mitfordChristmas Pudding, Nancy Mitford (1932, UK). The second of The Penguin Complete Novels of Nancy Mitford, and it’s more of the same as the first. But much funnier. Some of the characters featured in Highland Fling (like Waugh, Mitford seems to have a stable of characters for her books), but this time they’re spending Christmas in the country. Amabelle Fortescue, rich widow and ex-sex worker, has hired a cottage in Gloucestershire. She invites the Monteaths to join her. Meanwhile, novelist Paul Fotheringay, a friend of Amabelle’s, whose tragic debut novel has been hailed as a comic masterpiece, deeply hurting him, has decided a biography of his favourite Victorian poet is what is needed to convince people of his serious literary nature. So he wangles a post, under a false name, as tutor to the poet’s descendant, a teenage baronet, whose home is near the country cottage rented by Amabelle. Some of the poet’s verse is reproduced, and it’s brilliant – “Think only, love, upon our wedding day / The lilies and the sunshine and the bells / Of how, the service o’er, we drove away / To our blest honeymoon at Tunbridge Wells.” The cast are grotesques, even when presented as relatively normal for the milieu, and it’s Mitford has a sharp tongue when poking fun at them and their world. But this is no social commentary – nor was Waugh’s, to be fair – and if Mitford’s humour is at the expense of her characters, it’s at least it’s  not Waugh’s contemptuous cynicism. They’re well put-together these novels. Recommended.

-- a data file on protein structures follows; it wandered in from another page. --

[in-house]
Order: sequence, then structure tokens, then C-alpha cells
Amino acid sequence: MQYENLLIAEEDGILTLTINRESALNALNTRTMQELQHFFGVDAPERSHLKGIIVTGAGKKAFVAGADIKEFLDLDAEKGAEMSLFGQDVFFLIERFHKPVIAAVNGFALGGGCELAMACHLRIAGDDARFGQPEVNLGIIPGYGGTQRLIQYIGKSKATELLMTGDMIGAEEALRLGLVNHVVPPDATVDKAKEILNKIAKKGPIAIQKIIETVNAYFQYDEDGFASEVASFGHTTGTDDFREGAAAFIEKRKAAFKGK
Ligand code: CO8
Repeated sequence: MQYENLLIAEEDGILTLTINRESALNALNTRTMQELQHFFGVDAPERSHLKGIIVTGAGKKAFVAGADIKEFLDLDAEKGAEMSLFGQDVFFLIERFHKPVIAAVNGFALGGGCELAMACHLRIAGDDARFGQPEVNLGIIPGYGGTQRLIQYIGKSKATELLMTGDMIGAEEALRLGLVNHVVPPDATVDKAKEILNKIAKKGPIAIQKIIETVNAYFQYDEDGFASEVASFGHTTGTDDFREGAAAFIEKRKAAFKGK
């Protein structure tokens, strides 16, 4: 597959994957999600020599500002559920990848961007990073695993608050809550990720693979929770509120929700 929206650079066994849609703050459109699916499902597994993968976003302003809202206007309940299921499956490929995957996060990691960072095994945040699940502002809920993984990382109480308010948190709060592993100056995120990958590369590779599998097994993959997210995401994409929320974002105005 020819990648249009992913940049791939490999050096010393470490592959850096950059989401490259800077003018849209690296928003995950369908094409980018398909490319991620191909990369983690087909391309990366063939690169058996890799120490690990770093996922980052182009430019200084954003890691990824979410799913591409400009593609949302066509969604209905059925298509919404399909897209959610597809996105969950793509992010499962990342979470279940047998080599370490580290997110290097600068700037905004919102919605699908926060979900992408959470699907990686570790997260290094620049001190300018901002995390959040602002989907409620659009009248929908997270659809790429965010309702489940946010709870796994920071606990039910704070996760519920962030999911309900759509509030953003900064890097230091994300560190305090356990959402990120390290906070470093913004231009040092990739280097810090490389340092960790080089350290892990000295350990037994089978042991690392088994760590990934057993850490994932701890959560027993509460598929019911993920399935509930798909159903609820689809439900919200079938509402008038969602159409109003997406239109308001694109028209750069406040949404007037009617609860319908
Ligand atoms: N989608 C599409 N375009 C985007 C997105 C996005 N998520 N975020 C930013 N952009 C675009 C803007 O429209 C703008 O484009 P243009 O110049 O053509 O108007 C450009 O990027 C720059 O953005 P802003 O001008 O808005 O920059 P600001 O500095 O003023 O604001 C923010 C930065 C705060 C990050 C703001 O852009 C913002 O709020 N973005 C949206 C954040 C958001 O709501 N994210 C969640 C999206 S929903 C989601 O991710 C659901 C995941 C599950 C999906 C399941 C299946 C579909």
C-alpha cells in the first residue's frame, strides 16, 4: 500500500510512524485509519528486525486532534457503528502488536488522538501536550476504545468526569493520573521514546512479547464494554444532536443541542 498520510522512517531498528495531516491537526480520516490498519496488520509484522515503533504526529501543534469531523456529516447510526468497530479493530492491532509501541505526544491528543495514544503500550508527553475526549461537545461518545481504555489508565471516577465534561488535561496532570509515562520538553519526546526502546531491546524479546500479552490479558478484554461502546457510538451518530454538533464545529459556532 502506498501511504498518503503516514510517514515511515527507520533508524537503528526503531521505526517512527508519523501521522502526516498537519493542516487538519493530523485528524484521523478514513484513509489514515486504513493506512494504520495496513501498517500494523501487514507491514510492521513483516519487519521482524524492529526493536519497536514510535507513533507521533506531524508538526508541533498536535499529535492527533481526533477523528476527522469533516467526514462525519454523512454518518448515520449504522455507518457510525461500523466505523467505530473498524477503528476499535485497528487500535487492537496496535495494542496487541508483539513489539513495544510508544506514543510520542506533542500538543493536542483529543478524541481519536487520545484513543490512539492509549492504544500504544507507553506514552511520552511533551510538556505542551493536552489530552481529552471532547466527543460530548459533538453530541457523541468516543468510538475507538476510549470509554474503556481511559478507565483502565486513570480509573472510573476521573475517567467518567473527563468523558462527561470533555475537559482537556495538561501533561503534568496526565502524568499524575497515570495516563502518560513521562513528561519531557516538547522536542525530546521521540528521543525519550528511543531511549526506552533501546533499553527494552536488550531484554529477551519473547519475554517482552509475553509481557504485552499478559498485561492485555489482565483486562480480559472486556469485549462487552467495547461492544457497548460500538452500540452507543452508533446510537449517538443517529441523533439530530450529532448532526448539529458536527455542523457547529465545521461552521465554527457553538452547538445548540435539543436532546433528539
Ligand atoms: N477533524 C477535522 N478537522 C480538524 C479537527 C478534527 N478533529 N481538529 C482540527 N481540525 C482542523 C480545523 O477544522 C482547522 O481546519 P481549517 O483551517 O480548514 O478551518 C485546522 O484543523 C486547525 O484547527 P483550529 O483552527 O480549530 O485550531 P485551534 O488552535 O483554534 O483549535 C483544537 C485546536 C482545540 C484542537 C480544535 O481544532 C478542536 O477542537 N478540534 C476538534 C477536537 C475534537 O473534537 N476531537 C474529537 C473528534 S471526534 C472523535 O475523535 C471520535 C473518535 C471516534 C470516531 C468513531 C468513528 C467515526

vanished birdsThe Vanished Birds, Simon Jimenez (2020, USA). I’d given up on reading US genre debuts, but then I go and pick one up and read it. To be fair, I’d heard good things of The Vanished Birds from people whose opinion I trust, and I’ve not seen it mentioned often on social media, which means it probably doesn’t appeal to the sort of people who champion books I’ve found I definitely don’t like. (And it hasn’t made any award shortlists this year.) But, oh dear. Tricked again. On the plus side, it’s better written than is usually the case – but given it was apparently a thesis for a Creative Writing MFA, that’s hardly a surprise. Unfortunately, it fails pretty much everywhere else. It opens with a section set on a world which is visited by twelve spaceships every fifteen years, there to collect… a fruit which apparently stays fresh for up to fifteen years after harvesting. The economics make no sense – there are other villages, and hence more spaceships, on different schedules, so demand for this fruit must be huge. Except… the ships only appear every fifteen years, but for them the trip takes days, and they’re away from their destination for only months. (This time discrepancy in FTL applies nowhere else in the novel.) All this has little to do with the story, which is all about a mysterious boy one such ship picks up on a trip to the planet. There are a series of spacestations, in a universe that borrows most of its visuals from media sf, especially Star Wars, and which are shaped like birds because… because why? Their architect is treated more or less like an empress, for no discernible reason. She goes into cold sleep at regular intervals and has now lived for over a thousand years. She has determined the mysterious boy has the ability to “jaunt”, ie, travel from planet to planet without a spaceship. This ability could, understandably, upset the standard corporatist US-imagined space opera bollocks universe, with its serfs and one-percenters and child abuse and slavery, all of which exist because. For all its praise, The Vanished Birds is a creative writing exercise that strives more for effect than rigour, has a plot that makes little sense, and  a universe  cobbled together from a dozen ro so properties and overlaid with the usual US science fiction fascist nonsense. (In one scene, 2,500 innocent men, women and children are herded into a room and shot dead by corporate soldiers in order to “punish” the aforementioned architect who had created the secret complex where they lived and worked. Seriously, this fascist shit needs to stop. It’s a failure of imagination, and says more about US culture than it does English-language science fiction. And The Vanished Birds will definitely be the last twenty-first century US genre debut novel I ever read – at least until those authors have several more novels under their belt.